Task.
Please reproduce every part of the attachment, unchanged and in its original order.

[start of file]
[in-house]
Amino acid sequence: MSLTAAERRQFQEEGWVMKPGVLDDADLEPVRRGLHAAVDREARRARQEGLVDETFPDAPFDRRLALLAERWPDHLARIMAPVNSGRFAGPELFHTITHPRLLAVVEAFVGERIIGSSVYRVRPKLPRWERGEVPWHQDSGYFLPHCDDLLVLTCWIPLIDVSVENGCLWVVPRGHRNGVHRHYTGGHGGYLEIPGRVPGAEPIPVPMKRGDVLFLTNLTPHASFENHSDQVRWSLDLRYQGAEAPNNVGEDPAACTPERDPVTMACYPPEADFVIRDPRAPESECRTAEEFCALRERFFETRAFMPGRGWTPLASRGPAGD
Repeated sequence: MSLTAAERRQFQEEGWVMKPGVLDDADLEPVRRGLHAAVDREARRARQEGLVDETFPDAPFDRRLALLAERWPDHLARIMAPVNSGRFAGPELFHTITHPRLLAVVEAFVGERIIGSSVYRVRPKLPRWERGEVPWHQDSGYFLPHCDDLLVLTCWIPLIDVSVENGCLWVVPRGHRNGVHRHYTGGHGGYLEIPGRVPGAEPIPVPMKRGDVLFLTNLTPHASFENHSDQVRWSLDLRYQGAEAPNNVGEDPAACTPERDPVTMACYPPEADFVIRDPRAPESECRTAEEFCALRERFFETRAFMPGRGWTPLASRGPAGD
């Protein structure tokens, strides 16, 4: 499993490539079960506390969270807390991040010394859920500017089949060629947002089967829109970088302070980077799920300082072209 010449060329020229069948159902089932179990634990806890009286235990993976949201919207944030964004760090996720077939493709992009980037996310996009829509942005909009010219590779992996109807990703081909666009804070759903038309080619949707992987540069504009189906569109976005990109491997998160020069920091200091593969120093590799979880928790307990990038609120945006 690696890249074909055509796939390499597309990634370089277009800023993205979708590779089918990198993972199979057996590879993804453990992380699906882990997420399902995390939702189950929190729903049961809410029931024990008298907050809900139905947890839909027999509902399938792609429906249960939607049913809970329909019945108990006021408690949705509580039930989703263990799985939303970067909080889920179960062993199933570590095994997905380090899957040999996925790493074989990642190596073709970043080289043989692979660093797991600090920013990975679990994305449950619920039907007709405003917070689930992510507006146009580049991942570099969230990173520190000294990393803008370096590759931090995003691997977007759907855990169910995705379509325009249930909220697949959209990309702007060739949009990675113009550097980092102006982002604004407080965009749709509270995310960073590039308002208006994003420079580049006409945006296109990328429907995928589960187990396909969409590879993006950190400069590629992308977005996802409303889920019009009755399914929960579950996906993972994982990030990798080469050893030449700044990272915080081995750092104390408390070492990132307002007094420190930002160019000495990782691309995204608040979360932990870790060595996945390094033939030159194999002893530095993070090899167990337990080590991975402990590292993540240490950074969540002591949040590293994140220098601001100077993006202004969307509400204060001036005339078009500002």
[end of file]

[in-house]
Amino acid sequence: MSLTAAERRQFQEEGWVMKPGVLDDADLEPVRRGLHAAVDREARRARQEGLVDETFPDAPFDRRLALLAERWPDHLARIMAPVNSGRFAGPELFHTITHPRLLAVVEAFVGERIIGSSVYRVRPKLPRWERGEVPWHQDSGYFLPHCDDLLVLTCWIPLIDVSVENGCLWVVPRGHRNGVHRHYTGGHGGYLEIPGRVPGAEPIPVPMKRGDVLFLTNLTPHASFENHSDQVRWSLDLRYQGAEAPNNVGEDPAACTPERDPVTMACYPPEADFVIRDPRAPESECRTAEEFCALRERFFETRAFMPGRGWTPLASRGPAGD
Repeated sequence: MSLTAAERRQFQEEGWVMKPGVLDDADLEPVRRGLHAAVDREARRARQEGLVDETFPDAPFDRRLALLAERWPDHLARIMAPVNSGRFAGPELFHTITHPRLLAVVEAFVGERIIGSSVYRVRPKLPRWERGEVPWHQDSGYFLPHCDDLLVLTCWIPLIDVSVENGCLWVVPRGHRNGVHRHYTGGHGGYLEIPGRVPGAEPIPVPMKRGDVLFLTNLTPHASFENHSDQVRWSLDLRYQGAEAPNNVGEDPAACTPERDPVTMACYPPEADFVIRDPRAPESECRTAEEFCALRERFFETRAFMPGRGWTPLASRGPAGD
């Protein structure tokens, strides 16, 4: 499993490539079960506390969270807390991040010394859920500017089949060629947002089967829109970088302070980077799920300082072209 010449060329020229069948159902089932179990634990806890009286235990993976949201919207944030964004760090996720077939493709992009980037996310996009829509942005909009010219590779992996109807990703081909666009804070759903038309080619949707992987540069504009189906569109976005990109491997998160020069920091200091593969120093590799979880928790307990990038609120945006 690696890249074909055509796939390499597309990634370089277009800023993205979708590779089918990198993972199979057996590879993804453990992380699906882990997420399902995390939702189950929190729903049961809410029931024990008298907050809900139905947890839909027999509902399938792609429906249960939607049913809970329909019945108990006021408690949705509580039930989703263990799985939303970067909080889920179960062993199933570590095994997905380090899957040999996925790493074989990642190596073709970043080289043989692979660093797991600090920013990975679990994305449950619920039907007709405003917070689930992510507006146009580049991942570099969230990173520190000294990393803008370096590759931090995003691997977007759907855990169910995705379509325009249930909220697949959209990309702007060739949009990675113009550097980092102006982002604004407080965009749709509270995310960073590039308002208006994003420079580049006409945006296109990328429907995928589960187990396909969409590879993006950190400069590629992308977005996802409303889920019009009755399914929960579950996906993972994982990030990798080469050893030449700044990272915080081995750092104390408390070492990132307002007094420190930002160019000495990782691309995204608040979360932990870790060595996945390094033939030159194999002893530095993070090899167990337990080590991975402990590292993540240490950074969540002591949040590293994140220098601001100077993006202004969307509400204060001036005339078009500002």